When a comma after “typically” emphasizes tone
As you might already know, commas are a fantastic tool used to emphasize tone and create rhythm. The below examples are both correct, and they will highlight how tone can be implied through punctuation:
The example above does not isolate “typically” with commas; this creates a sentence that flows naturally. It implies straight-forward speech that does not hint at hesitation.
Example 2 isolates “typically” with commas, which forces the reader to stop and take notice of the word. It can bring attention to a tone of hesitation, which might be characterized by a pause in speech.
When “typically” describes a noun
The examples below will highlight the difference between “typically” and “typical”, and how sentence structure is modified based on which one is used:
In the example above, “typically” describes Sarah. It characterizes the noun, putting crucial meaning onto the sentence.
“Typically” is not isolated by commas to create a continuous flow. Since -ly has been added at the end of the word “typical”, it makes this an adverb that has to be followed by a verb.
In this case, “typically” also describes Sarah, but it is isolated. This is a stylistic choice that is not incorrect. You can include commas in your writing if you deem it appropriate, to allow tone to come across.
Here, “typical” is an adjective rather than an adverb like “typically”. Its function is radically different from what we have seen so far, but the meaning is the same.
Unlike “typically”, “typical” is not followed by a verb, and it is also not isolated by commas since it adds essential meaning to the sentence.
“Typical” in this case is incorrectly isolated. You should not use commas before or after a singular adjective.
It is grammatically correct to only use commas between two coordinate adjectives. Coordinate adjectives always come in multiples, and they describe the same noun with equal importance.
When “typically” is used at the end of the sentence
If you find yourself needing to use “typically” at the end of a sentence, it can be preceded by a comma but not followed. “Typically” at the end of a sentence should be followed by a period, rather than a comma. The below examples will highlight this:
In this example, “typically” is preceded by a comma but not followed. A comma here is not necessary but it is definitely more professional to break up the sentence at this point.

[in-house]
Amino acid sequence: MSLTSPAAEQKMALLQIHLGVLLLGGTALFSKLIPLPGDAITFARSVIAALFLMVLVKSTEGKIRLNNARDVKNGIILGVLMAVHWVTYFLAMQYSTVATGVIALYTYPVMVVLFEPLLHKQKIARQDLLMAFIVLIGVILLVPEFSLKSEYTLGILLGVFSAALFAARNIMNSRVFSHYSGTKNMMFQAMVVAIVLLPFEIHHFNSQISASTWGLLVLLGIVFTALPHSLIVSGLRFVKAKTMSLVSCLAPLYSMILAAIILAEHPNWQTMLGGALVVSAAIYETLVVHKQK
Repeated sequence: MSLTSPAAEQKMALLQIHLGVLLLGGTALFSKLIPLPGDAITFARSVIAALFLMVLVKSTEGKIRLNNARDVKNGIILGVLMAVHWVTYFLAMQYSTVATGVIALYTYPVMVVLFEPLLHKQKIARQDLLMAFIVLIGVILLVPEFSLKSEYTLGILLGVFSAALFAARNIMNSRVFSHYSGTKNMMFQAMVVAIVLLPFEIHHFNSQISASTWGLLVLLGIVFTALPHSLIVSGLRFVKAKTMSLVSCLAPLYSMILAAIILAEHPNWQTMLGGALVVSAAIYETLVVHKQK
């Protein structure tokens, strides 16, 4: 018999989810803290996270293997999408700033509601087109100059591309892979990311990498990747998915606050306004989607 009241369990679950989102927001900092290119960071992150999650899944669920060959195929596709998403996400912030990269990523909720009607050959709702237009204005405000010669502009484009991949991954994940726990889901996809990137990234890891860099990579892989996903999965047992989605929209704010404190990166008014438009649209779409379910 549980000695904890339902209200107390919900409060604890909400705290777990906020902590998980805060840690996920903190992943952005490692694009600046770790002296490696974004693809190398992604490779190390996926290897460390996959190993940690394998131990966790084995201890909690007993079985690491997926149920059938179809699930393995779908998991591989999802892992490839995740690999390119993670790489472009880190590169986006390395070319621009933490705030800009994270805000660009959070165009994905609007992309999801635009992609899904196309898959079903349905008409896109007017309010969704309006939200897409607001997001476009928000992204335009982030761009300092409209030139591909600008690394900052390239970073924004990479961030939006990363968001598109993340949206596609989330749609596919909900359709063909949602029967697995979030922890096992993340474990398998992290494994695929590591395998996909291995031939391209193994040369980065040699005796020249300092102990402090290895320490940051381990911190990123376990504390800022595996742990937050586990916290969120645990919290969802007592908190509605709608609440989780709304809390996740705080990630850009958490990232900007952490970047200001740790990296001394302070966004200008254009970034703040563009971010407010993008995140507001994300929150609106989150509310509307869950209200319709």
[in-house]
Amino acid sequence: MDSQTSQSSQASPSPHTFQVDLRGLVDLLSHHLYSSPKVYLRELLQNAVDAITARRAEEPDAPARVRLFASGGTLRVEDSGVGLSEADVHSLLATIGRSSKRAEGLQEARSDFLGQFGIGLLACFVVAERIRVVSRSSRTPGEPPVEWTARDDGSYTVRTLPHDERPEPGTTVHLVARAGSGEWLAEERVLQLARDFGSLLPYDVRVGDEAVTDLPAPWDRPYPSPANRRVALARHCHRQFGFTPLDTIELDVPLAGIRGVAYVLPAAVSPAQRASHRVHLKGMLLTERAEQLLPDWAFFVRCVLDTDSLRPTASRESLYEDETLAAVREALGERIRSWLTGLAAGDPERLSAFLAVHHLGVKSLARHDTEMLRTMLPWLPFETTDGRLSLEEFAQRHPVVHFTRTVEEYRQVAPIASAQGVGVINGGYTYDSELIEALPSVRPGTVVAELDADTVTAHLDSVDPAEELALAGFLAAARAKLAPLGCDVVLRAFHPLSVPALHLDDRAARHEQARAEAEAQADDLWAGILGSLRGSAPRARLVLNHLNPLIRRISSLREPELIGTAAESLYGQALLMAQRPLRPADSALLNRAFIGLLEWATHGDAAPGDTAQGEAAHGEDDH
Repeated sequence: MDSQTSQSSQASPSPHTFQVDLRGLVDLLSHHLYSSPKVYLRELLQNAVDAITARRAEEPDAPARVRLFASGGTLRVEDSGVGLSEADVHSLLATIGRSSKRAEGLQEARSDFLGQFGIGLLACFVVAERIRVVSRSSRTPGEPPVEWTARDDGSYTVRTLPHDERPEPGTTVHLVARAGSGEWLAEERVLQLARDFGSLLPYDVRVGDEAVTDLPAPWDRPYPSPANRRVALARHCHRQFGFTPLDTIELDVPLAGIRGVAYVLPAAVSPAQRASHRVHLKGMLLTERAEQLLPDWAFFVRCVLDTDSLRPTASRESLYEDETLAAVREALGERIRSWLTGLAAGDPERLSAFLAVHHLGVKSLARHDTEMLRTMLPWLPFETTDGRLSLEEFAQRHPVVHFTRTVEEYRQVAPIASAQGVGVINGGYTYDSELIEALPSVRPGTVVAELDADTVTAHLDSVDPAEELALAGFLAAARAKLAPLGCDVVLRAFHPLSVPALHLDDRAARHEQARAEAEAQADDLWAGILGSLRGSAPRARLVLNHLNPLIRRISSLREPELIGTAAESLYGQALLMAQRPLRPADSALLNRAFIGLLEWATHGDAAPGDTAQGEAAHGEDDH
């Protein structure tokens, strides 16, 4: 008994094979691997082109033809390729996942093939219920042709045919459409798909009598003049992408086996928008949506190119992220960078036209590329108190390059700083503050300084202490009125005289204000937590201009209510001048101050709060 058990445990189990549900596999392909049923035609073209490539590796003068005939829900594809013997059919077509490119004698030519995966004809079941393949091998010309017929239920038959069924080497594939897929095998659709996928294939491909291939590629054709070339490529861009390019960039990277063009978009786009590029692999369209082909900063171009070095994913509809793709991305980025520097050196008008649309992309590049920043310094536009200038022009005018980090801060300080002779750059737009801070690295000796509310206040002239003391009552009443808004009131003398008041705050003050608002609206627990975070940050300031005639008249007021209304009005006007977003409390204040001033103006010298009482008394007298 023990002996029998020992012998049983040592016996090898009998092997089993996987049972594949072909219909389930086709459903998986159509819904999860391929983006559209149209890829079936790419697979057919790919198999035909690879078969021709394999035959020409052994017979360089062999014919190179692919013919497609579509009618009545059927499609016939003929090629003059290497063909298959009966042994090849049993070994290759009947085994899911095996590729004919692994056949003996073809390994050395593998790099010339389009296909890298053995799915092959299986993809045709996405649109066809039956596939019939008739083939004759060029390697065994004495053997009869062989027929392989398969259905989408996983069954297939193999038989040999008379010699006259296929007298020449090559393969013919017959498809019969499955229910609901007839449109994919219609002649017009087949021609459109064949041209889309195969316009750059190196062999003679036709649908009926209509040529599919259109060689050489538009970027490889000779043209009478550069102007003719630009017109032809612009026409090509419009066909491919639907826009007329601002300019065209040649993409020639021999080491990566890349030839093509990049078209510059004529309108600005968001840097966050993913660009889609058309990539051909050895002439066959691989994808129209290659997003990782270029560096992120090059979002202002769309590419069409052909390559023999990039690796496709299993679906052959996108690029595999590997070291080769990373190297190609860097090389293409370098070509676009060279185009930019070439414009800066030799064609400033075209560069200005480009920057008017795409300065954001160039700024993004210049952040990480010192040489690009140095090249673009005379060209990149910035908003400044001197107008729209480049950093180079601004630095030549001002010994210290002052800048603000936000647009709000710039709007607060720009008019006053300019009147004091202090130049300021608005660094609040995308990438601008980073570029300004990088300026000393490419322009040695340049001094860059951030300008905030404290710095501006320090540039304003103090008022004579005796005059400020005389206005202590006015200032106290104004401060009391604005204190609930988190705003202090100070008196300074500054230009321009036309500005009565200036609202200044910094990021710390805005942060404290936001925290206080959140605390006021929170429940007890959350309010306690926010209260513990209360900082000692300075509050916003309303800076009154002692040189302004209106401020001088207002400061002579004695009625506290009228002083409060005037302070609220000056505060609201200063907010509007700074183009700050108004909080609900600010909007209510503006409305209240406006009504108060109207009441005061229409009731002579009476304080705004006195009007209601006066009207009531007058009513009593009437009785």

It is grammatically correct to place a comma before “typically”, following a similar structure as you would if “typically” was located at the beginning of the sentence.
“Typically” is not preceded by a comma in this case. This is not grammatically incorrect, however, it is advised that unless you have an inherent need to highlight tone you should place a comma before “typically” if it is placed at the end of a sentence.
When “typically” is used as a conjunction
You might be wondering, what if I want to use “typically” as a conjunction? Should I introduce a comma? The answer is yes, but not after it.
A comma should be placed before “typically” if it used as a conjunction because it helps break up the two separate clauses in a way that is clear to the reader, increasing the overall readability of your writing:
In this case, “typically” is preceded by a comma which helps the reader connect “typically” as an adverb to the verb it is trying to characterize. This is the correct way to punctuate “typically” in a professional setting as well as in a casual one.
“Typically” is not preceded nor followed by a comma here. This is incorrect because it creates confusion in the reader’s mind as to what “typically” is referring to as an adverb.
There are a couple of separate verbs which are used in this phrase, however, “typically” only describes one. Such a long sentence should always be separated by a comma.
To conclude, we can deduct from these examples that a comma after “typically” is not always necessary, and it is rarely mandatory.
A comma after “typically” can be placed as the writer wishes to, taking into account rhythm and tone. When “typically” is used as an introductory adverb, however, a comma is always introduced.
Knowing how to use the right punctuation is crucial to your writing, and commas are a fantastic tool used to connect with the reader in a way that words can’t.
Hey fellow Linguaholics! It’s me, Marcel. I am the proud owner of linguaholic.com. Languages have always been my passion and I have studied Linguistics, Computational Linguistics and Sinology at the University of Zurich. It is my utmost pleasure to share with all of you guys what I know about languages and linguistics in general.